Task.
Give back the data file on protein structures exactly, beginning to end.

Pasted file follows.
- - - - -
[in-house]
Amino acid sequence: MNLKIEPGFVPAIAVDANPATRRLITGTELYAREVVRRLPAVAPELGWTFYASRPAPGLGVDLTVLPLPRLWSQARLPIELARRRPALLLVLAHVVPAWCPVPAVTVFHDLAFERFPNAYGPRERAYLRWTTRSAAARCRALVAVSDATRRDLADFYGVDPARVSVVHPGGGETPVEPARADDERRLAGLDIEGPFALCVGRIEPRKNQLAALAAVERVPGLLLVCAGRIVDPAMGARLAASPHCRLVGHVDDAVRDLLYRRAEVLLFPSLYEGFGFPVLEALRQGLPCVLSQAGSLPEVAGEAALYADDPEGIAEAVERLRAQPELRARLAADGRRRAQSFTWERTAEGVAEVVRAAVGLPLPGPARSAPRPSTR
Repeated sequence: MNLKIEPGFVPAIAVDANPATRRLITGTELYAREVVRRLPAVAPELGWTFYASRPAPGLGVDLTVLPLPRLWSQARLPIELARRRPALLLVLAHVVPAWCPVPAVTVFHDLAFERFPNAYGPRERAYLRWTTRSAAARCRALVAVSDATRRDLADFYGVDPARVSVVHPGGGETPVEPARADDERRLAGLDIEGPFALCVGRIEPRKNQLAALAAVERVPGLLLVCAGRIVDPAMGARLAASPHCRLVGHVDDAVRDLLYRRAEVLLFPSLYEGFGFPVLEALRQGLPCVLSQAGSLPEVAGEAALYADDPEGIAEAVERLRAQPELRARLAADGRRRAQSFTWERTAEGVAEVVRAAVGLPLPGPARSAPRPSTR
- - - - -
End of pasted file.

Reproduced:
[in-house]
Amino acid sequence: MNLKIEPGFVPAIAVDANPATRRLITGTELYAREVVRRLPAVAPELGWTFYASRPAPGLGVDLTVLPLPRLWSQARLPIELARRRPALLLVLAHVVPAWCPVPAVTVFHDLAFERFPNAYGPRERAYLRWTTRSAAARCRALVAVSDATRRDLADFYGVDPARVSVVHPGGGETPVEPARADDERRLAGLDIEGPFALCVGRIEPRKNQLAALAAVERVPGLLLVCAGRIVDPAMGARLAASPHCRLVGHVDDAVRDLLYRRAEVLLFPSLYEGFGFPVLEALRQGLPCVLSQAGSLPEVAGEAALYADDPEGIAEAVERLRAQPELRARLAADGRRRAQSFTWERTAEGVAEVVRAAVGLPLPGPARSAPRPSTR
Repeated sequence: MNLKIEPGFVPAIAVDANPATRRLITGTELYAREVVRRLPAVAPELGWTFYASRPAPGLGVDLTVLPLPRLWSQARLPIELARRRPALLLVLAHVVPAWCPVPAVTVFHDLAFERFPNAYGPRERAYLRWTTRSAAARCRALVAVSDATRRDLADFYGVDPARVSVVHPGGGETPVEPARADDERRLAGLDIEGPFALCVGRIEPRKNQLAALAAVERVPGLLLVCAGRIVDPAMGARLAASPHCRLVGHVDDAVRDLLYRRAEVLLFPSLYEGFGFPVLEALRQGLPCVLSQAGSLPEVAGEAALYADDPEGIAEAVERLRAQPELRARLAADGRRRAQSFTWERTAEGVAEVVRAAVGLPLPGPARSAPRPSTR